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Otl Aicher – Munich ’72

Posted by Scott

Another image by German Designer Otl Aicher who was responsible for the branding of the ’72 Munich Games.  All of this stuff is amazing.  I am not a huge fan of the Dachsund mascot, but this is about as good a treatment you could give to such a concept. 
Simply do a Flickr Search for "Otl Aicher" and your head will explode.  Incredible stuff, some really nice shots of the London Aicher exhibition. I just can’t get over how contemporary these colors and forms are.  None of it feels dated, could have been from a pitch for 2012, if the people who oversee those sorts of things still had any taste that is.  Seems like all the stuff now days is targeted at the lowest common denominator. All of the recent stuff I have seen for 2012 is throw-away, middle of the road with compromise written all over it. Aicher’s campaign is thought provoking and timeless, obviously a good argument against the design by committee ethics I have to imagine produced this sort of output.

1972 NY Transit Map

Posted by Scott

A 1972 map of the New York Subway system. Going to be using this a lot in a couple weeks so thought I would post it up. This is of course based on English graphic designer Harry Beck’s original topographic map of the London Underground (as Paul Mison pointed out in the comments, this is a later version of the map, not Beck’s original). This style of map was revolutionary at the time (1933) since it eschewed the geographically correct maps of the age for topographic representations of systems.

A schematic diagram rather than a map, it represents not geography but relations. It considerably distorts the actual relative positions of stations, but accurately represents their sequential and connective relations with each other along the lines and their placement within fare zones.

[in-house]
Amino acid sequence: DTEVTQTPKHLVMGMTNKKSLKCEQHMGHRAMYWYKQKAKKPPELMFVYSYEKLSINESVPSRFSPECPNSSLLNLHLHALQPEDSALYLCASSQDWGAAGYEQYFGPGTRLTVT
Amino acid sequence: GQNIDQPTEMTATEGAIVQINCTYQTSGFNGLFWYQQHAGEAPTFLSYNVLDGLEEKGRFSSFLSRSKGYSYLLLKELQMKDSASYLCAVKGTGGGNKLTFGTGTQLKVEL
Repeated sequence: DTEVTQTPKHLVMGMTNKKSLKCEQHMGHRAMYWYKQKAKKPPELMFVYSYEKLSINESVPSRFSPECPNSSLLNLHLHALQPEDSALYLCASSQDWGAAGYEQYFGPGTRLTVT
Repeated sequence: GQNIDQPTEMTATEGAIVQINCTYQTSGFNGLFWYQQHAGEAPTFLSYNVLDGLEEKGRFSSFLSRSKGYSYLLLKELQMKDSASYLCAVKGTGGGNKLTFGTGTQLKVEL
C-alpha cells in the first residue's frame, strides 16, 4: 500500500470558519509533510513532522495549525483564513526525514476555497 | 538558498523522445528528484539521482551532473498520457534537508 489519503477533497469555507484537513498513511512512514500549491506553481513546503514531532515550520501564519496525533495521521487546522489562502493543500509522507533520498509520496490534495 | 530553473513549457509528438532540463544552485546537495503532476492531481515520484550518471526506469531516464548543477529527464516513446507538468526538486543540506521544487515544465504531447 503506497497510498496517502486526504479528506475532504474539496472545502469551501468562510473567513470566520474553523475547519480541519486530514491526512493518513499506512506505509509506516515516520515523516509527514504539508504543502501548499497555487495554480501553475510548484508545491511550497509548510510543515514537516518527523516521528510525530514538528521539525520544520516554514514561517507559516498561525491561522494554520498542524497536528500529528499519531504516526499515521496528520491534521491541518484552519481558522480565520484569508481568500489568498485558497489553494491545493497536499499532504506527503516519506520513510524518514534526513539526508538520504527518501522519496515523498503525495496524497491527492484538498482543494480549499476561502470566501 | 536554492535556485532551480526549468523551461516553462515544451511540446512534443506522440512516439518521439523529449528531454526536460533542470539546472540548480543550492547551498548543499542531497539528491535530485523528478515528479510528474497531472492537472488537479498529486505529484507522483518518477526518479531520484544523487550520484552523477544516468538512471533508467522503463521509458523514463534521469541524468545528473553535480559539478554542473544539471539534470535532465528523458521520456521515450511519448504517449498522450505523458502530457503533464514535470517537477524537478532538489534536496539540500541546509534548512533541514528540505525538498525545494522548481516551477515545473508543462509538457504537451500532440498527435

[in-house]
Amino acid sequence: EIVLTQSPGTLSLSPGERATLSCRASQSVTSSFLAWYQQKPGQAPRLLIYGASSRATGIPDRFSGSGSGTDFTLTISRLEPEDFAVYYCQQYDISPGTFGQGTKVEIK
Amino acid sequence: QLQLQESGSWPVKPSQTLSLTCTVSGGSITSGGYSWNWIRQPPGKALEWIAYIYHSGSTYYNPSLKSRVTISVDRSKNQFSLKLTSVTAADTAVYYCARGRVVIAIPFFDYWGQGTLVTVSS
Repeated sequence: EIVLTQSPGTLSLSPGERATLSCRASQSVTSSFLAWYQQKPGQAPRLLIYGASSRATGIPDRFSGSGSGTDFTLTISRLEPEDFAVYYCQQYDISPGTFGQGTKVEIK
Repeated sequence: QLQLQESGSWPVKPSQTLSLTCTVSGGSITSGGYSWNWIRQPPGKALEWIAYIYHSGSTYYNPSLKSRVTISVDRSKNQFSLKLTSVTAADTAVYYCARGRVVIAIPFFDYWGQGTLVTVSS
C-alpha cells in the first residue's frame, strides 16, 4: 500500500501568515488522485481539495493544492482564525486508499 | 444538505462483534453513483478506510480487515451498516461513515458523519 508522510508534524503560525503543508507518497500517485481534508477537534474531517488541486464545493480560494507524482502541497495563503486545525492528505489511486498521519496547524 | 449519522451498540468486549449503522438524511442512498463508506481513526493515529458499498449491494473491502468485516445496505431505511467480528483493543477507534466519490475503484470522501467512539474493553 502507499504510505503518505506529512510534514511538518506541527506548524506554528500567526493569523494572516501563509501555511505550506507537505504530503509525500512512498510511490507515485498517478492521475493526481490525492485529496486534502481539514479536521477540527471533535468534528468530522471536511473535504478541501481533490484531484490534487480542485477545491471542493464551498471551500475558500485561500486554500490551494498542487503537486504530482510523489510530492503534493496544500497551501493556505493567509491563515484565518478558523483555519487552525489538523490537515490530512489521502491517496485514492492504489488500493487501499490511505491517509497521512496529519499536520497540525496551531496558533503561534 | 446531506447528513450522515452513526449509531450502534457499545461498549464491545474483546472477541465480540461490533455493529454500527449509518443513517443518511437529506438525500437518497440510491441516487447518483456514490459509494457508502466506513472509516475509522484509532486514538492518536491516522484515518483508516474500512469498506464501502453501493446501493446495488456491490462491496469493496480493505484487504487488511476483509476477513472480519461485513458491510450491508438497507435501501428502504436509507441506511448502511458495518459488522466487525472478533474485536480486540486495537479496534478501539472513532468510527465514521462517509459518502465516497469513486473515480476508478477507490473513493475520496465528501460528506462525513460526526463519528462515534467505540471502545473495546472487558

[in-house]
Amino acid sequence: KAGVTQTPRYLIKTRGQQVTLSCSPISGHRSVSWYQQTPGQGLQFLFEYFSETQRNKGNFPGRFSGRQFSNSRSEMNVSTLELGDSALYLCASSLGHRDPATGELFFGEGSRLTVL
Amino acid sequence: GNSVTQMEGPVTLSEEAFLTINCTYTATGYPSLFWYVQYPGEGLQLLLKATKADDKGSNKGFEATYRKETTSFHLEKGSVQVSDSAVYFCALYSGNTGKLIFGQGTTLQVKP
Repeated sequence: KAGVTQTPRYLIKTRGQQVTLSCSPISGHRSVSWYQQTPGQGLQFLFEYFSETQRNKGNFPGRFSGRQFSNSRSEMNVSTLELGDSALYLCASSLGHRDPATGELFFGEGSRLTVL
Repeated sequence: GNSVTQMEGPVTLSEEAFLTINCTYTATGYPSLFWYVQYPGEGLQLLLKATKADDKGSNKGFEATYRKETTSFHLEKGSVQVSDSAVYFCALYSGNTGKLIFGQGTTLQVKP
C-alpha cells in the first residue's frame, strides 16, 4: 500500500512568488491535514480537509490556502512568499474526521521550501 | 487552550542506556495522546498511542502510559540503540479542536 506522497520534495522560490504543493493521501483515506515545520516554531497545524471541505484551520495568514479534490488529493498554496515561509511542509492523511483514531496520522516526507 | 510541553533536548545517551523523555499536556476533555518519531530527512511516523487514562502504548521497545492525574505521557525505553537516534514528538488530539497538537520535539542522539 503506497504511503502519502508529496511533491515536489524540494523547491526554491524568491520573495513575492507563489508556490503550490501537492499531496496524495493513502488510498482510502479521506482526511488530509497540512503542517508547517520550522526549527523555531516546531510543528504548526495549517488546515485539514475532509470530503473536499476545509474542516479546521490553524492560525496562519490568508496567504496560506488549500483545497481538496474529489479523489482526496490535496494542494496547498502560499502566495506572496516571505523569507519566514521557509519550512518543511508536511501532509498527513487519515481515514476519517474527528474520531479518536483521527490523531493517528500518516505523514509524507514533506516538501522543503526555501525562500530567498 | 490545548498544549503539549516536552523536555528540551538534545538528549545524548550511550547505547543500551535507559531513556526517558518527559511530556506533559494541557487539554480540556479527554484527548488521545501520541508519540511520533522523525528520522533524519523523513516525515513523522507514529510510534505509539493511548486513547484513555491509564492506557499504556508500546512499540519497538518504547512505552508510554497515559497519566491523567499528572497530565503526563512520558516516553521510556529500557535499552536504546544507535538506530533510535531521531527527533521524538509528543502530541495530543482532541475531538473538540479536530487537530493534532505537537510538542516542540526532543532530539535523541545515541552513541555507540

– From Wikipedia “Tube Map” Article

This must have been a very big logical departure for a lot of people and a lot of credit is due to Beck for having the intuition to draw the map in this new way. Of course all this is beside the fact that it’s just plain beautiful to look at and a great work of graphic art in it’s own right. To this day, Beck’s map still influences the way networked systems are represented, the above image being a great example. I don’t think many designers can claim such a revolutionary concept as their own.

NFB 76/77

Posted by Scott

Sent via Jason Bustin:

“I’m in the process of moving and I came across an old National Film Board of Canada catalogue that was made available for American residents wishing to order 16mm films from the NFB in 1976/77.”

These evolving, MC Escher style designs are great. Especially love the motion metaphor tie in with the NFB. The bowed text at the top is an artifact of correcting for the angle at which the photo of this piece was taken.
I never realized it until I started posting all this stuff, but Canada seems to have a very strong legacy of graphic design, something for which I am not quite sure they are getting their due credit. I didn’t study design in school, is Canadian design a part of the curriculum of most design programs? If not, it should be. Just scroll through the recent entries here and you’ll see lot’s of great examples. I have a lot more coming too.

High Ceilings

Posted by Scott

Love vaulted ceilings, love skylights, love plenty of angles. Is this a home or a cabin? Not sure of the details on this, if anyone has any info let me know in the comments. Obviously a few things could have been handled with a bit more restraint (never been a huge fan of oak), but overall it’s a great feel. If some crazy design comes off the wall and turns into a bed, you really can’t complain much. $20 says there’s a matching Porsche parked out front with perforated leather driving gloves in the console. Seems to be some variant of the Marcel Breuer Wassily Chair in the foreground, name that couch.
Whenever I see setups like this I always wonder who lived in them, did they actually get much use out of the place? Wonder what it looks like now….probably totally gutted and replaced with stock art fake paintings and plastic floral arrangements everywhere.

Update: Via Fisker in the comments “The picture is from the book ‘Decorative Art 70s’ published by Taschen